Step 1) Secure Your Nonprofit Name
First thing’s first, you need to verify that the name you would like for your nonprofit is available and acceptable under state law, and then reserve it if needed. Here’s the 1-2-3 of it:
- Conduct a Business Entity Search through the Sec. of State to check for naming conflicts.
- Consult the state statutes, specifically 10-33-10 within the NonProfit Corps. section.
- File a Reserve Name Application (SFN 13015) form to protect the name until you file Articles (Step 5).
Filing Fee: $10
Quick Note: Before you commit 100% to a name, you may also want to check that there’s a decent URL available for your business. Use WEEBLY to search your options. If there’s a quality domain name for purchase, we advise buying it right away. Even if launching a business website isn’t on your radar right now, it’s going to be soon, and you might as well nail down a domain name that’ll make it easy for customers to find you!
Step 2) Appoint A Registered Agent
Nonprofits, like businesses are required to designate and maintain a North Dakota Registered Agent (legal appointee, statutory agent, etc.) to receive and help process documents and critical paperwork on behalf of the organization.
Based on state requirements, an entity or an organization cannot serve as its own agent, thus, the need to hire a 3rd party.
They must be a resident of the state, have an office or physical address and must be available during all regular M-F business hours. Costs can run $160 every year, or you can get a qualified/dependable agent free of charge when you incorporate through services like IncFile.
Step 3) Select Incorporators & Directors
An incorporator, and there can be more than one, is responsible for “executing” the Articles of Incorporation with the state in Step 5. Pretty simple and the only real requirement is that they be over 18 year of age. Directors on the other hand have far more responsibility.
For now you’ll be recruiting at least one temporary director to oversee the organization until in Step 7, you vote in the official directors of the board.
This is where the process can get complex, legal-heavy with corporate formalities, so it’s a good idea to work with either a nonprofit lawyer or an incorporation service who can help guide you and your team through this part of the process and explain the finer details.
Step 4) Draft Nonprofit Bylaws
Truth be told, "bylaws" is really just a fancy word for rules, or regulations.
These are the rules you write for how your nonprofit will be governed and managed along with the many stipulations that come along with having a board of directors vs a nonprofit that's run expressly by members or volunteers. Common bylaws cover topics like:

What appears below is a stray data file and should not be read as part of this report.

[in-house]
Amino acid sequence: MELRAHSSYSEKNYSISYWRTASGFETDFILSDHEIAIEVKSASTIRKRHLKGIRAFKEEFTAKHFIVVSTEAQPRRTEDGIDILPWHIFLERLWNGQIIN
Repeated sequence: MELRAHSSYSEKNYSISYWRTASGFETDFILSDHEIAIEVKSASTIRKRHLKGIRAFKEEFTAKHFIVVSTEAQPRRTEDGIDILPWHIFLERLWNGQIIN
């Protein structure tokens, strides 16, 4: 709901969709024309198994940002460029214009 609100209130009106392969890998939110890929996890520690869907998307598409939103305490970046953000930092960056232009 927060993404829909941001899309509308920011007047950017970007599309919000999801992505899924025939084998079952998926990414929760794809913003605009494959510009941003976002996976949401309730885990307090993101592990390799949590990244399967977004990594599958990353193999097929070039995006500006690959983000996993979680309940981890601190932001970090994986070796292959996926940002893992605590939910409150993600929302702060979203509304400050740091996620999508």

- How meetings are to be conducted.
- How new officers and directors are elected.
- How voting takes place, disputes handled, and records kept/managed.
- Adding/Amending bylaws (any changes must be reported to the IRS after incorporation).
If this is all new to you, use a savvy Corporate Bylaws Template which you can customize for your nonprofit and get an idea of the paperwork-side of bylaws.
Step 5) File Articles Of Incorporation
First, it would be a good idea to print out and ND Guide to "Begin and Maintain a Nonprofit Corporation" so that you know you have all your bases covered before filing your Nonprofit Articles of Incorporation. This officially forms the organization under the law and before the public record.
- The name, type, duration of existence, and statement of purpose (provisions for nonprofit vs corp);
- Complete names & addresses of registered agent (and office), incorporators, and directors.
- Any specific provisions/bylaws set forth as part of the internal operations of your organization.
- A stipulation of apportioning assets to any 501(c)(3) upon termination of your organization.
Filing Fee: $40
Step 6) Start A Corporate Records Book
If you aren’t already familiar, a nonprofit records book is where you keep physical copies of the most important paperwork – Articles of Incorporation, Bylaws, Meeting Minutes, licenses & permits, current board members list, your annual and biannual reports, etc. Not mandatory, but very common and highly advised.
You can pick one up at pretty much any office supply store or online through Amazon of course, but we’re huge fans of savvy-sleek Corporate Kits which include gorgeous records books, binders, blank certificates and more which you can brand for as little as $99.
Step 7) Conduct An Initial Meeting
Don't worry if you don't have an MBA or any formal experience with conducting official corporate or nonprofit meetings. It's essentially where you gather your board of directors and upper management/officers, record "minutes of meeting" and take care of foundational topics like:
- Approving the Bylaws set out in Step 4, or amending them.
- Appointment of officers, directors, committees, etc.
- Approving important transactions and setting up a bank account/treasurer.
- Setting a tax period, a record keeper, appointing a CFO, and so forth.
Step 8) Get An EIN
An EIN, or Employer Identification Number, is required by both state and federal governments for essentially the same reasons individuals are required to have a SSN. It’s a 9-digit number that’s used to track business/nonprofit financial activity and makes it possible to open a business bank account, hire paid-employees if needed, and so on.
Almost every transaction your nonprofit engages in will require an EIN. That said, you can get one quickly, easily and free of charge by applying online through the IRS Website.